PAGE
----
Life has been difficult over the past 12 months for hedge funds, as managers have brought in far less new money than they expected.
According to Ernst & Young’s “2018 Global Alternative Fund Survey,” to be released Monday, only 7 percent of investors plan to increase their allocations to hedge funds in the next three years, compared to 18 percent in 2016. Twenty-one percent say they will dial back their hedge fund exposure. High fees are part of the reason hedge funds are having a tough go of it, but they’re also a victim of their own success. According to EÆY, hedge funds represent 40 percent of investors’ allocations to alternatives.
“The hedge fund industry’s continued lackluster performance relative to perceived high costs, combined with hedge funds comprising such a large percentage of investors’ existing portfolios, is top of mind for many,” for many investors, wrote the authors of the report.
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Private equity, however, is not showing any slowdown in fundraising. Thirty-four percent of surveyed investors plan to add to private equity, with only 9 percent saying they will reduce the asset class. Managers appear eager to take investors’ money. Sixty-five percent say the funds they planned to raise next year will be larger than their last one, according to the survey, which included the responses of 200 managers and 60 investors.
Investors are also continuing to form what they call partnerships with their alternatives managers. E&Y found that over the next two years 38 percent of respondents wanted to increase their ‘active limited partnerships,’ meaning they’ll participate in investment and operational decisions with their managers. Another 32 percent want to increase the number of direct investments they make.
The use of artificial intelligence is exploding in alternatives, particularly among hedge funds. Hedge funds’ use of AI grew 200 percent to compared to last year, according to EY, while the portion expecting to do so in the near future doubled.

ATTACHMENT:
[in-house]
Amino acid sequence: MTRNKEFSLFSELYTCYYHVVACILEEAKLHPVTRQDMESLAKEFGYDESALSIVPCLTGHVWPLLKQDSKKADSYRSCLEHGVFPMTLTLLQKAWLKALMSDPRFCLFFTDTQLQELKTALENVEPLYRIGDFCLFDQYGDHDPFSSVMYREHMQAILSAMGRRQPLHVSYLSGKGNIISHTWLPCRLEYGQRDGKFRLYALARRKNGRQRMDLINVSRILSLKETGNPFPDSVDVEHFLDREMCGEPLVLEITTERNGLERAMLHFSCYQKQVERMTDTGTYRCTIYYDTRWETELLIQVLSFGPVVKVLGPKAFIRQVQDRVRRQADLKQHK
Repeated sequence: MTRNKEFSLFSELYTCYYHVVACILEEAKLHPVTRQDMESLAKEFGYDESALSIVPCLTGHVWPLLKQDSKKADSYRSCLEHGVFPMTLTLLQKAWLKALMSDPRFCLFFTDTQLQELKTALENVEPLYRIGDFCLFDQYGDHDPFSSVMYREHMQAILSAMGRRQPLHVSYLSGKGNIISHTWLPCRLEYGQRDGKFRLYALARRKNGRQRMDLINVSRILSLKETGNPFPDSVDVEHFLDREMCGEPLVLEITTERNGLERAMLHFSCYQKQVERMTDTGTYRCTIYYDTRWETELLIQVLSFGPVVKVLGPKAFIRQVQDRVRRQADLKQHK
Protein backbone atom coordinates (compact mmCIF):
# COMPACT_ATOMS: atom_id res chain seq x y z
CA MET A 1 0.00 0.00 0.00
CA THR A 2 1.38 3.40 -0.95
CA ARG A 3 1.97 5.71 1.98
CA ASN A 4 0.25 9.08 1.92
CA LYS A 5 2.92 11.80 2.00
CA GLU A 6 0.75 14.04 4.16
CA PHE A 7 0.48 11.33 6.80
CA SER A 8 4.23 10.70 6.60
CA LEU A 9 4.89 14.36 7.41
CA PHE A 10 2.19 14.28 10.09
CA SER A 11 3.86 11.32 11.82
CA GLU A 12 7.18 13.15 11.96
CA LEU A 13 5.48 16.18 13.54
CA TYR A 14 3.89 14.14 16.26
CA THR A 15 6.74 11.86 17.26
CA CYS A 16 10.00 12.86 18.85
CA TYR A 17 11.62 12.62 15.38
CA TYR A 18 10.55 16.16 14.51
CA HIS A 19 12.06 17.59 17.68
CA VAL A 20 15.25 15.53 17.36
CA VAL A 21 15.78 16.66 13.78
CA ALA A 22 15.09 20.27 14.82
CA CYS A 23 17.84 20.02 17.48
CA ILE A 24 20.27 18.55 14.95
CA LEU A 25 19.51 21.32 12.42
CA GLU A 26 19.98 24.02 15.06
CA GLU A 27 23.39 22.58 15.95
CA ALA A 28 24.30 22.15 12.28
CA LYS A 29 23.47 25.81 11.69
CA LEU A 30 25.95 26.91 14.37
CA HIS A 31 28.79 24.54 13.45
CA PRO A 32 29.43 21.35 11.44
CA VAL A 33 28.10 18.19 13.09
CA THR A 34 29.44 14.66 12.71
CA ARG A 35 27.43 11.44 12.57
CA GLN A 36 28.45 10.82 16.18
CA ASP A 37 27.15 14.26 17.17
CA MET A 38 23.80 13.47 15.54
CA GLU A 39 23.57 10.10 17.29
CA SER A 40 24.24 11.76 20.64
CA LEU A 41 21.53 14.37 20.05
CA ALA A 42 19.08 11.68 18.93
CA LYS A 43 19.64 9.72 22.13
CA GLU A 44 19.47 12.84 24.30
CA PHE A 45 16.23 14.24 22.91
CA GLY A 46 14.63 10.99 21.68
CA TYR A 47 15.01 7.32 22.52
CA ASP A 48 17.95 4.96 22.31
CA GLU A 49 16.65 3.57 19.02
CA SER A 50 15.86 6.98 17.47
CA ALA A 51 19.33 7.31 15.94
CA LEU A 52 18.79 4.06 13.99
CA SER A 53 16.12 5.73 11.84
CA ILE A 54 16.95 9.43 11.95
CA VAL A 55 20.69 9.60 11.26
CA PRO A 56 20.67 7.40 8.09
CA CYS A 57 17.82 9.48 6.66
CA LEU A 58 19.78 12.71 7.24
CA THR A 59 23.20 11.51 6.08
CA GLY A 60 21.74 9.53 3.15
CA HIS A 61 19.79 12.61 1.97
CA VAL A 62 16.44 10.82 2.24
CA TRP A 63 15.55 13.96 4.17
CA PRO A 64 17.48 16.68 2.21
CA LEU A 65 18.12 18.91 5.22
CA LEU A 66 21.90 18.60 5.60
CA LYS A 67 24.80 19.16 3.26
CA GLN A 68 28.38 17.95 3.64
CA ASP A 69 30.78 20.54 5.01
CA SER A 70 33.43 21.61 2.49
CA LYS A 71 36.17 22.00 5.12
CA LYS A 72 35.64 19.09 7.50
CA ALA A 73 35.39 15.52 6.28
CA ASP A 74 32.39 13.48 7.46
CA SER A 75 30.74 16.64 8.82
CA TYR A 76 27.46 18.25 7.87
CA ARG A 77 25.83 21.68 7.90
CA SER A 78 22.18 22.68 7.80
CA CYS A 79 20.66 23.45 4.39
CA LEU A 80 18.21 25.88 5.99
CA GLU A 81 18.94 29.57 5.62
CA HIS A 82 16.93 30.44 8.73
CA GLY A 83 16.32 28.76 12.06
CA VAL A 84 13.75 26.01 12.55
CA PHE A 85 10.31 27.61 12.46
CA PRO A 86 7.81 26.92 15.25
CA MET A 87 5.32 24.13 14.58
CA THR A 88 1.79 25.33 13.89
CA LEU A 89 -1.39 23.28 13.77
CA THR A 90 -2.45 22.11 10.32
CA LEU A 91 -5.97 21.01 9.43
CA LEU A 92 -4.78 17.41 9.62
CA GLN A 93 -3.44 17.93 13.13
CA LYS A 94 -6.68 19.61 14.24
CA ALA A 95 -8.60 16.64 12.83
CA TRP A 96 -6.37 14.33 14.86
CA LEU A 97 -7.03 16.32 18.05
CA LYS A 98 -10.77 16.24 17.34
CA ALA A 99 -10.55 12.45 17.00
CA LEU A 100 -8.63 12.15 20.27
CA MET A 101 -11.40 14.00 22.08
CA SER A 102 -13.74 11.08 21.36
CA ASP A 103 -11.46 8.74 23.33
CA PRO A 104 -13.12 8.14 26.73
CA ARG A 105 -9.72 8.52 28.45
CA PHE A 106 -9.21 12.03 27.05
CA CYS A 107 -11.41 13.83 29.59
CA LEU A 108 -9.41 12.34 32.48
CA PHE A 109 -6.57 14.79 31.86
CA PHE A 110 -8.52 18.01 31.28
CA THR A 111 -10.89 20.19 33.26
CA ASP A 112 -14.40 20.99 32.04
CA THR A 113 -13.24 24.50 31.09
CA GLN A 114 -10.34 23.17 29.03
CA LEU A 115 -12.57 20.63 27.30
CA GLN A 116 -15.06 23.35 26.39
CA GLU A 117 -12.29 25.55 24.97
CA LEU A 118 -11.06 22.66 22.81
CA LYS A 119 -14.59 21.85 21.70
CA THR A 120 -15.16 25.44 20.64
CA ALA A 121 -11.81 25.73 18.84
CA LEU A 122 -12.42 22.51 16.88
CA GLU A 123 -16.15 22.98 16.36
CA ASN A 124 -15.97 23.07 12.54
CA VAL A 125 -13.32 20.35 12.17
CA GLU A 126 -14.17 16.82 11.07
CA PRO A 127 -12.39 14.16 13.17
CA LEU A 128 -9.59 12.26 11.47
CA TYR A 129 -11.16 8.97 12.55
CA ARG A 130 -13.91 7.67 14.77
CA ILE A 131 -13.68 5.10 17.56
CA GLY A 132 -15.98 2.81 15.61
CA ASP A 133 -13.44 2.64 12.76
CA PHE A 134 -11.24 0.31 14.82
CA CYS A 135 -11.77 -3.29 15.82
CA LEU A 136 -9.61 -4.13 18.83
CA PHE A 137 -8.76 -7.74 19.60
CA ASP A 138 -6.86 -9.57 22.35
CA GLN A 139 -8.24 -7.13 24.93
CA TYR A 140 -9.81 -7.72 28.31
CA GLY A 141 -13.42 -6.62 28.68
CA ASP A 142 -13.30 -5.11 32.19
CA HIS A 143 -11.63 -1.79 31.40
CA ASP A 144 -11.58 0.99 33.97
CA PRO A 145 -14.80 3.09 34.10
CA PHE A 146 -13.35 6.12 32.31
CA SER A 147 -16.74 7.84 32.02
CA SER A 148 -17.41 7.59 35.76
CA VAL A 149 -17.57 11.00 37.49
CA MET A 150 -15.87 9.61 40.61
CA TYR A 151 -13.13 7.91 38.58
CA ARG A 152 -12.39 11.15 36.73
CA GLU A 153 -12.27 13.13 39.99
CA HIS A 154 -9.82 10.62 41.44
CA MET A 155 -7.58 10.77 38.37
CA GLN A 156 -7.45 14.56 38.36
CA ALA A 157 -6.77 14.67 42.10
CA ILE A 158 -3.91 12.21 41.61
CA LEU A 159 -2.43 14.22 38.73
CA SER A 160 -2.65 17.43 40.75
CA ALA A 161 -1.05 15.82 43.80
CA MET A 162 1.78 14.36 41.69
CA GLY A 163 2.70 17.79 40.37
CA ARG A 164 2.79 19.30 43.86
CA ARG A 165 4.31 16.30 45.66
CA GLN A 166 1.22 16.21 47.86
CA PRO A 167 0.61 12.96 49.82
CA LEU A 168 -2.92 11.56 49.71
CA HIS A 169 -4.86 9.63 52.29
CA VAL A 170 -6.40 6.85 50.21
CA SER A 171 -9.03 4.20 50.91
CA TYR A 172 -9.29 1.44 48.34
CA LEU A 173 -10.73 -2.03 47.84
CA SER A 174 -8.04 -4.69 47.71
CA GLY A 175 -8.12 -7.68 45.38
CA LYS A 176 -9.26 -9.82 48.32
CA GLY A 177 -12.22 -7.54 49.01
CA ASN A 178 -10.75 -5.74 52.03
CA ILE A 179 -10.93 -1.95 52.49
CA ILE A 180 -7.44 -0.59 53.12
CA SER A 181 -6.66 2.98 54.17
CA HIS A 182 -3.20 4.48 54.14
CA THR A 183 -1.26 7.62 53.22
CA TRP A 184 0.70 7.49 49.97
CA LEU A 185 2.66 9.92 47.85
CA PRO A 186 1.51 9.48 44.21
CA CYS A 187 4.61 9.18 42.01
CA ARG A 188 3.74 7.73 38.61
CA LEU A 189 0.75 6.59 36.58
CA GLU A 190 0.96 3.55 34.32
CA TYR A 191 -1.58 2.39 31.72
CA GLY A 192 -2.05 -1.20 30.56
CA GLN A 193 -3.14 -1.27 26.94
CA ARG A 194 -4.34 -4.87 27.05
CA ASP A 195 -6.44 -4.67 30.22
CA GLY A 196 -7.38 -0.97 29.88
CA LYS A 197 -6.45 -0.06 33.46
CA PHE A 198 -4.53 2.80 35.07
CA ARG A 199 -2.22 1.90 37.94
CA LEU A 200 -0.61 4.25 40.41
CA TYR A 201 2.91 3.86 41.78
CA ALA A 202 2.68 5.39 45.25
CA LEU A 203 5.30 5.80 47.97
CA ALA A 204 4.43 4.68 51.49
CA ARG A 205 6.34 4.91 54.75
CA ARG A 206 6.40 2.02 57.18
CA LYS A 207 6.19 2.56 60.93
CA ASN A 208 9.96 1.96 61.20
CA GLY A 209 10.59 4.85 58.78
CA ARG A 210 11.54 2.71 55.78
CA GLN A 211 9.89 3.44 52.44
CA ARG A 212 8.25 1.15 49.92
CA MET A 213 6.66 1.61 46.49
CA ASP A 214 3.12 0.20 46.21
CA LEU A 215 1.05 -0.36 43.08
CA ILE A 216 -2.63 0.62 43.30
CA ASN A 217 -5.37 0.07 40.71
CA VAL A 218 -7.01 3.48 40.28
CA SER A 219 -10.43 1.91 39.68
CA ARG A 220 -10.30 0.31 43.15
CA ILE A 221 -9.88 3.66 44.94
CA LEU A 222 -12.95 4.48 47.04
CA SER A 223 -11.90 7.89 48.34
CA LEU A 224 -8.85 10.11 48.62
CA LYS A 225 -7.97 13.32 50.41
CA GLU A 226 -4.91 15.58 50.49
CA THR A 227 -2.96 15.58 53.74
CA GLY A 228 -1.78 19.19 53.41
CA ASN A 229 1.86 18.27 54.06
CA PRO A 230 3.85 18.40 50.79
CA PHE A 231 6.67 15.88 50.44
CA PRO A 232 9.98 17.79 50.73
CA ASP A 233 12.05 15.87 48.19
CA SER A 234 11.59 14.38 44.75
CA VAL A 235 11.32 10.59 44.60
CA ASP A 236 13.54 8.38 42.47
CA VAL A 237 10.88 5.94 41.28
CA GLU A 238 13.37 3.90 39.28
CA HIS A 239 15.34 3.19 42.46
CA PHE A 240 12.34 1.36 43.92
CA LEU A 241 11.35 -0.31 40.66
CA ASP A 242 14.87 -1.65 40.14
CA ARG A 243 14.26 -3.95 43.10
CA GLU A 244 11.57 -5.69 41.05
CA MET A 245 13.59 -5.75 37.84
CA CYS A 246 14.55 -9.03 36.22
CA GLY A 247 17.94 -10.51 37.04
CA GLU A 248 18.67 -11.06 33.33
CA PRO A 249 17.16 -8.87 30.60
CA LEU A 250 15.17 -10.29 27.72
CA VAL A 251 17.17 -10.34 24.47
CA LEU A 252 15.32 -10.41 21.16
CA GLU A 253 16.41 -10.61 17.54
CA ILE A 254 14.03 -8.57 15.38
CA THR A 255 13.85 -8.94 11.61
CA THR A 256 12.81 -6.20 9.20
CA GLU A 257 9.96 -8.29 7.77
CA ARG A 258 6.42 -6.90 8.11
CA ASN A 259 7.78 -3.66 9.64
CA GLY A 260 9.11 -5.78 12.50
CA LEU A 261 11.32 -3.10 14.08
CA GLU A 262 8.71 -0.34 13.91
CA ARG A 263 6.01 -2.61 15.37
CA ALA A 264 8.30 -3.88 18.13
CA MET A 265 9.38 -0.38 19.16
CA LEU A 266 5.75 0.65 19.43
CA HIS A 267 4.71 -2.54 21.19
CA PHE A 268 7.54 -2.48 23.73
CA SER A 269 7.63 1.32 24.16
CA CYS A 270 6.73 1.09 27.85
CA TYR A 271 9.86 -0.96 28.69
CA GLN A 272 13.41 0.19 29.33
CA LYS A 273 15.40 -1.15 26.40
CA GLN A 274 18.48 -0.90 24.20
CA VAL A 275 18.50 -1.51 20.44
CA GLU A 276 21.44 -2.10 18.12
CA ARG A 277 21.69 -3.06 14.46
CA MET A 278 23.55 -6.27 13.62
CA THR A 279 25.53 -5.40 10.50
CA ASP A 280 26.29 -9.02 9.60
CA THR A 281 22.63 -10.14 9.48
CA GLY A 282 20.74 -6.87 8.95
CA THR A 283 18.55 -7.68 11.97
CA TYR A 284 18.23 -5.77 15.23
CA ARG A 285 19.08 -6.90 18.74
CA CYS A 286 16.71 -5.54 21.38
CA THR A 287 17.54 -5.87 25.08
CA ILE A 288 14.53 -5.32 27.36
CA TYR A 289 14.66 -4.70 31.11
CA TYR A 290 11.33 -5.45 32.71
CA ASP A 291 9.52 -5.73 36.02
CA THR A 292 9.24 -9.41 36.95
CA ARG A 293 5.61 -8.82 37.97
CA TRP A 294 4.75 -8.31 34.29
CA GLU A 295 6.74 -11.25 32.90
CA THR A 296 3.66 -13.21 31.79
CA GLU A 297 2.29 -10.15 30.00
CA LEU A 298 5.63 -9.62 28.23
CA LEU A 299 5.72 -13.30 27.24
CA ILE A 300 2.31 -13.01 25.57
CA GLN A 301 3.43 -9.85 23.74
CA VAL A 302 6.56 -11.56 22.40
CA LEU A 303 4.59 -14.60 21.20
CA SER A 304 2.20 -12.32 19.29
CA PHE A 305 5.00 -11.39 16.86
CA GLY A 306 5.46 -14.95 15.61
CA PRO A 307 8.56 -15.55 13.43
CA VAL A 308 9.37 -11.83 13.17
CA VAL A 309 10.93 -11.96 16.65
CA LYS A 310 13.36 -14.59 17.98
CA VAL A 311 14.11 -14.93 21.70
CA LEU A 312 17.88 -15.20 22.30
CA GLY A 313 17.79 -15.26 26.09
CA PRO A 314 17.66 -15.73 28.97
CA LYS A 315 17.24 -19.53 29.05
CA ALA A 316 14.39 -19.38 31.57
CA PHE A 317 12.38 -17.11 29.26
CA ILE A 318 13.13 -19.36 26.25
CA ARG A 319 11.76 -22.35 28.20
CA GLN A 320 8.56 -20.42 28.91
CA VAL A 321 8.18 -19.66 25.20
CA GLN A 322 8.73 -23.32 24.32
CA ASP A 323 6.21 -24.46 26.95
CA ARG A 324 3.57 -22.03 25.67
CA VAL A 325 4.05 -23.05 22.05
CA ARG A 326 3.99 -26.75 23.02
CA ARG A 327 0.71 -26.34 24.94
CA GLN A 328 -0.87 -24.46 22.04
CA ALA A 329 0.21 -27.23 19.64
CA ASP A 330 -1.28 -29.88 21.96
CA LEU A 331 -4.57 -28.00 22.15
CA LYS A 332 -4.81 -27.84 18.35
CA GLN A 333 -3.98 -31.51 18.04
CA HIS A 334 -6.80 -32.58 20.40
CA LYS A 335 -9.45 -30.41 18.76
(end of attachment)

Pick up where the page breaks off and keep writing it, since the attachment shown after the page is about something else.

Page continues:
Close to a third of hedge funds currently apply AI in their processes, whereas only 5 percent of private equity managers do so now, and the most have no plans to change. “Most private equity managers have not yet identified business cases to justify investing in AI,” the EY authors wrote.
Given their attitudes toward AI, it’s not surprising that private equity managers are also laggards on big data.
“Private equity managers are further behind in their use of next-gen data, as the use cases for private equity may be more limited,” according to the report. “Currently, nearly half of private equity managers do not use, and do not expect to use, next-gen data in the future.”
Hedge funds are on the other end of the spectrum. The majority — 70 percent — expect to use alternative data as part of their investment processes.
“The explosion in the volume of data that is available and the number of market participants utilizing it have begun to change how many hedge funds think of this information,” EY’s report said. “For many firms in the industry, what next-gen data was a few years ago is now just data.”